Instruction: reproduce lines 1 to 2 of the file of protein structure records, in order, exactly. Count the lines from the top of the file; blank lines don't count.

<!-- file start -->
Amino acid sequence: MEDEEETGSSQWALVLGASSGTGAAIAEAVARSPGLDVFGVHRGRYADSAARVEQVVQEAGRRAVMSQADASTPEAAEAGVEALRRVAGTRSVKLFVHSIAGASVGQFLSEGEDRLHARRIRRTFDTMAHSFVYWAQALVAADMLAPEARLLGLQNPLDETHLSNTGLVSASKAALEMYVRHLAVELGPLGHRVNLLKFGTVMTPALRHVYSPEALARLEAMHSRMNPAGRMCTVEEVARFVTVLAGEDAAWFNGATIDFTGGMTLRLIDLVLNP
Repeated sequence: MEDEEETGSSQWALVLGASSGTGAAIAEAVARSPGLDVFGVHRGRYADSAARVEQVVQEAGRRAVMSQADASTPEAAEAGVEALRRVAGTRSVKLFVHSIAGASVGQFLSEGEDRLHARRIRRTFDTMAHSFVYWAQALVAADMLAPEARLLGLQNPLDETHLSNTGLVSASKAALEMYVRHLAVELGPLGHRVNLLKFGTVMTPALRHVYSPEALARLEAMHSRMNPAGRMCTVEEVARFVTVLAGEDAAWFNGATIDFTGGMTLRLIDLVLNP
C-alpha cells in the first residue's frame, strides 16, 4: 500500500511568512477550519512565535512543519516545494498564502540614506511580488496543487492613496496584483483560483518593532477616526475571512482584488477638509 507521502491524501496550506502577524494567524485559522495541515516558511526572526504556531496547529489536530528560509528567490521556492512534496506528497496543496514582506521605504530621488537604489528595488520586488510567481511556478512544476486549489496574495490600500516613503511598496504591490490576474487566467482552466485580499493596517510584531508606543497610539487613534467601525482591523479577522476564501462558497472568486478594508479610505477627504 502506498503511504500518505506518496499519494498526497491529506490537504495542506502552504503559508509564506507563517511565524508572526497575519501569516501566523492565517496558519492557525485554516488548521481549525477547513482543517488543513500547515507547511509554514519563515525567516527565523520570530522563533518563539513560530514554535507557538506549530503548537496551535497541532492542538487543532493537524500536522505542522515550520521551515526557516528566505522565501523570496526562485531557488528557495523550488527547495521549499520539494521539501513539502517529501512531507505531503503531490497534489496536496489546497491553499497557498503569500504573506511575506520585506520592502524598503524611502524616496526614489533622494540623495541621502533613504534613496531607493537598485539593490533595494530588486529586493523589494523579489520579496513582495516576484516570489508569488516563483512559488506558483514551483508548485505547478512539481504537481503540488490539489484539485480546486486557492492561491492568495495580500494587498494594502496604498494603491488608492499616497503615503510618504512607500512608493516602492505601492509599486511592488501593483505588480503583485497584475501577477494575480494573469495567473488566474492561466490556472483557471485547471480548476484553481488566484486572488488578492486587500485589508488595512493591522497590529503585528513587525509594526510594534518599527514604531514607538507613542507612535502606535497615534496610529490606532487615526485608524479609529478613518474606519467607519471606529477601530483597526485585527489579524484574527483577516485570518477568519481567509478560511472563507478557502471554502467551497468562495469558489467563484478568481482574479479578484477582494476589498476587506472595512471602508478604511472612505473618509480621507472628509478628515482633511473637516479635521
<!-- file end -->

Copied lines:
Amino acid sequence: MEDEEETGSSQWALVLGASSGTGAAIAEAVARSPGLDVFGVHRGRYADSAARVEQVVQEAGRRAVMSQADASTPEAAEAGVEALRRVAGTRSVKLFVHSIAGASVGQFLSEGEDRLHARRIRRTFDTMAHSFVYWAQALVAADMLAPEARLLGLQNPLDETHLSNTGLVSASKAALEMYVRHLAVELGPLGHRVNLLKFGTVMTPALRHVYSPEALARLEAMHSRMNPAGRMCTVEEVARFVTVLAGEDAAWFNGATIDFTGGMTLRLIDLVLNP
Repeated sequence: MEDEEETGSSQWALVLGASSGTGAAIAEAVARSPGLDVFGVHRGRYADSAARVEQVVQEAGRRAVMSQADASTPEAAEAGVEALRRVAGTRSVKLFVHSIAGASVGQFLSEGEDRLHARRIRRTFDTMAHSFVYWAQALVAADMLAPEARLLGLQNPLDETHLSNTGLVSASKAALEMYVRHLAVELGPLGHRVNLLKFGTVMTPALRHVYSPEALARLEAMHSRMNPAGRMCTVEEVARFVTVLAGEDAAWFNGATIDFTGGMTLRLIDLVLNP